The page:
We are fortunate to live in an area where it is generally accepted that children are our future--and that we are all part of the village that it takes to raise a child. In this spirit, I was disturbed to note that in Bob Audette's carefully researched and thorough series on emergency evacuations just concluded in the Reformer, there was a serious omission: no mention or discussion of what will happen to the 500 children in 46 family- and center-based child care programs in the 10-mile evacuation area.
In Entergy's 10-mile emergency evacuation area of Brattleboro, Dummerston, Guilford and Vernon these 397 children, ages infant to 5, plus another 103 after-school children up to age 12, are scattered throughout the area. Family child care programs with one adult child care educator can have up to six children, of whom no more than two can be under age two, plus four additional children after school. Center based programs can have up to ten preschool children, ages three to five, per teacher. Center programs also have one teacher for four infants. These numbers are challenging enough during an ordinary day-long program where the "crises" are of a human dimension.
But what would it be like to manage an evacuation scene? Realize that few child care programs have vehicles available to use. (Because those who do are unlikely to have adequate car seats/booster seats/restraints, the state legislature passed legislation several years ago that suspended the requirement for legal constraints in emergency situations.
Five years back, Windham Child Care Association and the regional Emergency Management team under John Angil, studied the situation and began to develop plans for evacuating this vulnerable population. One can only begin to imagine the log-jams that would be caused by working parents rushing from work to pick up their young ones before pursuing family evacuation plans.
The plans aren't perfect but they are the best that can be managed right now. They call for buses to make the rounds of programs, and then head to Bellows Falls where the children will be reassigned to safe shelters. When a new program is registered with the state, the provider is asked to contact their emergency management person, who makes a visit to the site when possible and/or if the provider desires; radios are given free of charge to all providers in the 10-mile area. Providers also contact the Health Department, which provides potassium iodide (parents must give permission for its use.) Providers receive thorough instructions on how to proceed in an emergency evacuation. Windham Child Care Association also connects with providers annually to answer questions and provide information.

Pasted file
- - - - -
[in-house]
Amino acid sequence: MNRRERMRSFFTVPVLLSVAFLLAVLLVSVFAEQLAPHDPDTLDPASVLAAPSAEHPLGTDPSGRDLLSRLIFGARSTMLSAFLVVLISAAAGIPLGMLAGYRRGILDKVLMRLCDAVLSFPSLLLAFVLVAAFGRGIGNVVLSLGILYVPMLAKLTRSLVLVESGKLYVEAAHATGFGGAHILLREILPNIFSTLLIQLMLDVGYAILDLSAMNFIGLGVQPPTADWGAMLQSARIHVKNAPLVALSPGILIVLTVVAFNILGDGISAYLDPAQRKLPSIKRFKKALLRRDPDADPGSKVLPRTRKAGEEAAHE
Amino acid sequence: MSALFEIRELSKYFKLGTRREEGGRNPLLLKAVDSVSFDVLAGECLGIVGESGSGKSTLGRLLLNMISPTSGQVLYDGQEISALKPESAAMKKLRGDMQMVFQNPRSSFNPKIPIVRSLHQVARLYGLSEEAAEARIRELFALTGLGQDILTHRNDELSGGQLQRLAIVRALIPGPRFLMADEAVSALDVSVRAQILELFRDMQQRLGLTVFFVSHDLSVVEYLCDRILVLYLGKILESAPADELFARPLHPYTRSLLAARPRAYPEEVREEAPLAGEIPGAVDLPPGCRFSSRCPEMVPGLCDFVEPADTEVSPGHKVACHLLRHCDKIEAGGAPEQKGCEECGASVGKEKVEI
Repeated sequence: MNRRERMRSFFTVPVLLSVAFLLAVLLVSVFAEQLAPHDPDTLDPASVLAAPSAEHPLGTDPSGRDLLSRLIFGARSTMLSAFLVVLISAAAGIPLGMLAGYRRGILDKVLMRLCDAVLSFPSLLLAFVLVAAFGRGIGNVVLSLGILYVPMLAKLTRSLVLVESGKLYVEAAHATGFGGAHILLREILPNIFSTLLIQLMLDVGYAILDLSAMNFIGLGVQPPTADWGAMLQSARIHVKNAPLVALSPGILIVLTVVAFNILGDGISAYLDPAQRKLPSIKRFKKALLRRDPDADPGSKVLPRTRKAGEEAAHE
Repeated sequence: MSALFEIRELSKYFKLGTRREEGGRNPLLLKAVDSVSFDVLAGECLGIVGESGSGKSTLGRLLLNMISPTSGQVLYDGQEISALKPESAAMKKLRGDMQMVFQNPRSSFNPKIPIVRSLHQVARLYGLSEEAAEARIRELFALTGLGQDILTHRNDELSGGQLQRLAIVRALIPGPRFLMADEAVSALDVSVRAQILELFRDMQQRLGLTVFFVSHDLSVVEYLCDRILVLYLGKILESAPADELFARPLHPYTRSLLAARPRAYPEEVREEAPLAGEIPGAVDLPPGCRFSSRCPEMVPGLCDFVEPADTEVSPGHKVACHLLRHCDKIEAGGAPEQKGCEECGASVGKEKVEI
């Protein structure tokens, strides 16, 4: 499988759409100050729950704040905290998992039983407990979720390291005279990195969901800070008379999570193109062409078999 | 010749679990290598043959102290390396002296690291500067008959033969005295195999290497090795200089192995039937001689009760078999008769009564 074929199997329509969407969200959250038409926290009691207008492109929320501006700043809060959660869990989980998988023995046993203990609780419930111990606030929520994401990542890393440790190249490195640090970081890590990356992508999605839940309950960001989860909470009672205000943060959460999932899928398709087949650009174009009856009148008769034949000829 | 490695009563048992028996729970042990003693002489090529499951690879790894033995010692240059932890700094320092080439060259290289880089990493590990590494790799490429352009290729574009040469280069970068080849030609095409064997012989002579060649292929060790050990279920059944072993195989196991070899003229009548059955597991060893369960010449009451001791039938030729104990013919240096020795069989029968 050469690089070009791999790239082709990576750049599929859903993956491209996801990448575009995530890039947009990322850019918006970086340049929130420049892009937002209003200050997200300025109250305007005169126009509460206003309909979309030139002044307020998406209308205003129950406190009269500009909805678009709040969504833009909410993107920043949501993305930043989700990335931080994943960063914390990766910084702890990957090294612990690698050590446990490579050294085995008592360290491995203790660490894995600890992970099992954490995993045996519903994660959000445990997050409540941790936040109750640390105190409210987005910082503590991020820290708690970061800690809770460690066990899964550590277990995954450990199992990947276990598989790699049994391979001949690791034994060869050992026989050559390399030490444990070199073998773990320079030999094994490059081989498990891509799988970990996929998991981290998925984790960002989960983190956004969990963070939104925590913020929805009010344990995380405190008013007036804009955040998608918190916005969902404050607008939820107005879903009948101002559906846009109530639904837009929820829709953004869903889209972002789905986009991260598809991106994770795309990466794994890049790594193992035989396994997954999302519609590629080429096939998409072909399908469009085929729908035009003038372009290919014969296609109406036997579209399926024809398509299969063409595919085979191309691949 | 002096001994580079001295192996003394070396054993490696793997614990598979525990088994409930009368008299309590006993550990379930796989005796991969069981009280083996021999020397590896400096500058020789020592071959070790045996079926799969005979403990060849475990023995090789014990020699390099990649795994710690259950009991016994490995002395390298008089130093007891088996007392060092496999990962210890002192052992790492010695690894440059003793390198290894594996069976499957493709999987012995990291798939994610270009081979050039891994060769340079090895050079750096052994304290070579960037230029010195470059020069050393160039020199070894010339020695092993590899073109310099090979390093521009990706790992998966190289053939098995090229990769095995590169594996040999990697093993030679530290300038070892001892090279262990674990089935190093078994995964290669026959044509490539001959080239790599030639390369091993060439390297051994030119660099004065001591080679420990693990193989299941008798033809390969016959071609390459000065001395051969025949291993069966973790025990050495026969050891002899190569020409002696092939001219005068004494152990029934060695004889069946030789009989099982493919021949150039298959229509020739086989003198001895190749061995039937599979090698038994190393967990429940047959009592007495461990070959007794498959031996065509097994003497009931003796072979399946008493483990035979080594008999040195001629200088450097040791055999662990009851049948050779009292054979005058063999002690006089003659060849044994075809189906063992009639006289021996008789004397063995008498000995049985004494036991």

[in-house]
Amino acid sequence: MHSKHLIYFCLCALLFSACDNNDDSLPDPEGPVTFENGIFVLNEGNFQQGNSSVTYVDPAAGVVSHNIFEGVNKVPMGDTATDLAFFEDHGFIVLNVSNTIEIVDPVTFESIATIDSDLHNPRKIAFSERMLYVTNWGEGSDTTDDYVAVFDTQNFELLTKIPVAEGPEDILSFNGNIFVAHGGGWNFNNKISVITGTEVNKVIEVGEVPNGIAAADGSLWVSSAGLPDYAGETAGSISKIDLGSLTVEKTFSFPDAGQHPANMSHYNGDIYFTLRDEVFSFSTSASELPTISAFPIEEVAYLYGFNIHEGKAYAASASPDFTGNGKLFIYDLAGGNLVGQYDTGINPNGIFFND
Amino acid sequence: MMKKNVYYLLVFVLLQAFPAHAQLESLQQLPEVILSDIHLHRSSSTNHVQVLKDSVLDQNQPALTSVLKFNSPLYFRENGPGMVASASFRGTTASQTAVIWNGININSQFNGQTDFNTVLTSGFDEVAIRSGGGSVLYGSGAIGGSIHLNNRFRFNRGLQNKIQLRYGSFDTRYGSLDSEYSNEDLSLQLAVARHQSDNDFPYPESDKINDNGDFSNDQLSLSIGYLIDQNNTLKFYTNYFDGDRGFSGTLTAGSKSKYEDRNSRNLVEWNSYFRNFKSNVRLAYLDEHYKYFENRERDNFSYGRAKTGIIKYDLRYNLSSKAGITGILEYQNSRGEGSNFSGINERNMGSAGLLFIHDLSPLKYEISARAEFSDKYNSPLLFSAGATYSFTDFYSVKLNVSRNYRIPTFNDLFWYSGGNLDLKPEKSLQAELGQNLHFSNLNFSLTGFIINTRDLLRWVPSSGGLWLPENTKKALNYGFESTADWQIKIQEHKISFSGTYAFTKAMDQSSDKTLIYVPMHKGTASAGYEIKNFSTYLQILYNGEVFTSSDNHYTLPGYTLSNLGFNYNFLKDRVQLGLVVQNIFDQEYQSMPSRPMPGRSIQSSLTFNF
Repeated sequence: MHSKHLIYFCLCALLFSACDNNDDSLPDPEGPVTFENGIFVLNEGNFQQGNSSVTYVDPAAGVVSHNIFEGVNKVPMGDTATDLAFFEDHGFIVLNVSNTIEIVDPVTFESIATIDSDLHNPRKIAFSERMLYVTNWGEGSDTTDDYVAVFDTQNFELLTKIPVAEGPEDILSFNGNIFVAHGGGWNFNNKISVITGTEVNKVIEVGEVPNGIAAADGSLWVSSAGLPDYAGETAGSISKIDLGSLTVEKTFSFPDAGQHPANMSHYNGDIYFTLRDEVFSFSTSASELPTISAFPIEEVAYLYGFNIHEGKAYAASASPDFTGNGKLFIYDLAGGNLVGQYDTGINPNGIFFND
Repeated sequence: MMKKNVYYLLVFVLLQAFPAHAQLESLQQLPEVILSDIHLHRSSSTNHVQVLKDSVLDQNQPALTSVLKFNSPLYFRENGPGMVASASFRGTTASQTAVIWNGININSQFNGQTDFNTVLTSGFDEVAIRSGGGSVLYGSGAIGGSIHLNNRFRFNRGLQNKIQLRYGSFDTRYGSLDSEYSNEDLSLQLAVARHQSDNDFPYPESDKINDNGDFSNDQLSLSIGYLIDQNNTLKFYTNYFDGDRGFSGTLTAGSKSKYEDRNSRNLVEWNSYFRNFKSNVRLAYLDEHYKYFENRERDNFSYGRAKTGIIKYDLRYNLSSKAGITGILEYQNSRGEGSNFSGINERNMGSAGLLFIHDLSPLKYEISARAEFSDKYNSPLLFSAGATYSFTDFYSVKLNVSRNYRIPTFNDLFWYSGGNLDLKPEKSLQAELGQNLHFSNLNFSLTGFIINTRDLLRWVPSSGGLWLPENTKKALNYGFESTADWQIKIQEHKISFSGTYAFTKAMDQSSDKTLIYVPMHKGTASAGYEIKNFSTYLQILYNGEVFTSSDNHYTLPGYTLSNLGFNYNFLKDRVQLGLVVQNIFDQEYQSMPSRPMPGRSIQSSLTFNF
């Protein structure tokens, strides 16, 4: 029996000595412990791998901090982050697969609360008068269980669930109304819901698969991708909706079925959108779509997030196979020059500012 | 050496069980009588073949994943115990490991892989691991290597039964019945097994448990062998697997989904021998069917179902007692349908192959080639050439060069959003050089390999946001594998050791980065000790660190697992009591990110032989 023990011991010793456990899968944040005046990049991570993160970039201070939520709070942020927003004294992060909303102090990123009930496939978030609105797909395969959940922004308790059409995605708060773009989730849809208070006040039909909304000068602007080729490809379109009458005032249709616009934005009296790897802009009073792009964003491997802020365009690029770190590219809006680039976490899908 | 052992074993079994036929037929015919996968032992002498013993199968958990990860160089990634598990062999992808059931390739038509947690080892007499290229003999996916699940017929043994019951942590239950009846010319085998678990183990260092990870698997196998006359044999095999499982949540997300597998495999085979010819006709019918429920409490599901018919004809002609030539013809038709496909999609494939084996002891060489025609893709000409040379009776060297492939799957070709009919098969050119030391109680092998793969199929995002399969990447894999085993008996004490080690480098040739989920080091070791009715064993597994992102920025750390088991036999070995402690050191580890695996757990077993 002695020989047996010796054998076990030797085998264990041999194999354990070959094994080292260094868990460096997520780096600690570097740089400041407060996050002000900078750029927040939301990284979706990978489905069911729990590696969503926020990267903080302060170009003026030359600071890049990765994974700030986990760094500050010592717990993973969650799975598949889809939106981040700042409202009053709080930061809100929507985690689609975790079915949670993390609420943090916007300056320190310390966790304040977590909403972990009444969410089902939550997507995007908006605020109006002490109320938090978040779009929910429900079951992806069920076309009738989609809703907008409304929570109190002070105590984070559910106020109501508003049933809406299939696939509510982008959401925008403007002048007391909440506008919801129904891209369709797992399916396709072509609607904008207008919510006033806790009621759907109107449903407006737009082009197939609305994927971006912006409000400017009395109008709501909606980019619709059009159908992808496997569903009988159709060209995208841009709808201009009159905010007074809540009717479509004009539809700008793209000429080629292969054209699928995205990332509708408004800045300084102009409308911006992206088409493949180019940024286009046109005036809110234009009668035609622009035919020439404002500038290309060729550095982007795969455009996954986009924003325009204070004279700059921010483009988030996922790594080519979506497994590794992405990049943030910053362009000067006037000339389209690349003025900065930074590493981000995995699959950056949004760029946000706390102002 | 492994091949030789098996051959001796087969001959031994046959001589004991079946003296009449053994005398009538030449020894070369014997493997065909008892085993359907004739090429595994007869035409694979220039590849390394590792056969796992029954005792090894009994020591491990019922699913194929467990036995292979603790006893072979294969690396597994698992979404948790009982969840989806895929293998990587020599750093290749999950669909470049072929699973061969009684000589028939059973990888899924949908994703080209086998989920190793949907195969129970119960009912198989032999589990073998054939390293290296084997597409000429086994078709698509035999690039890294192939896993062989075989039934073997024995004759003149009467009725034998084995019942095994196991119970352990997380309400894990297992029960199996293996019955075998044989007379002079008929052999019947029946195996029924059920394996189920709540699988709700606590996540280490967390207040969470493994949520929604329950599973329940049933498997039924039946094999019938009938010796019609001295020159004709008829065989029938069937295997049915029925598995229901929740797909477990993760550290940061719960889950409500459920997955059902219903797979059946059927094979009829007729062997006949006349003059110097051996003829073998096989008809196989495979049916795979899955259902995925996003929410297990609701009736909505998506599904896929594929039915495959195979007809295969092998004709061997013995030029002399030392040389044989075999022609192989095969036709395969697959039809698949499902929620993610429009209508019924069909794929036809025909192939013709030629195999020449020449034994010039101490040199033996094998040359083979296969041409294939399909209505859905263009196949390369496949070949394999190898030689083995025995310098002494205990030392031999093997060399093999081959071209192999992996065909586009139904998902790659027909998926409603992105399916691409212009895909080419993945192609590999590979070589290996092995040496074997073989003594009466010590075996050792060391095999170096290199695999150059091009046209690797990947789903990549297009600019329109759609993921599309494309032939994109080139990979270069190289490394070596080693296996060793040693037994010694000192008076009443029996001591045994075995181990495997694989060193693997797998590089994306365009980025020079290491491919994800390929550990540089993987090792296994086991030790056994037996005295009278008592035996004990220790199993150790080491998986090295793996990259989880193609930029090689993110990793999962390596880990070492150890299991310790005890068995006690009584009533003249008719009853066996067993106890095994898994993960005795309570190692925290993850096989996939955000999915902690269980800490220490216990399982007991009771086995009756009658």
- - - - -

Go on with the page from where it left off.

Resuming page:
John Angil has just told me that for the past six to eight months the state has failed to provide his office with updates on new programs. Why this is, I do not know, but it should be a red flag for parents. Parents concerned about the well-being of their children are urged to contact their town emergency management persons to be sure that their children's programs are on the list for those to be evacuated in cases of emergency.
Young children in programs located outside the 10-mile emergency evacuation area do not come under the Brattleboro regional plans but would be equally at risk in case of an emergency. Parents of children in early childhood programs in Putney, Westminster, Bellows Falls, Halifax and other towns are encouraged to discuss the issue with their providers. Nurturing all our children and keeping them safe is our common responsibility.
Elizabeth Christie is an early childhood advocate who writes from Putney. She is also the former director of Windham Child Care Association, 1998-2008.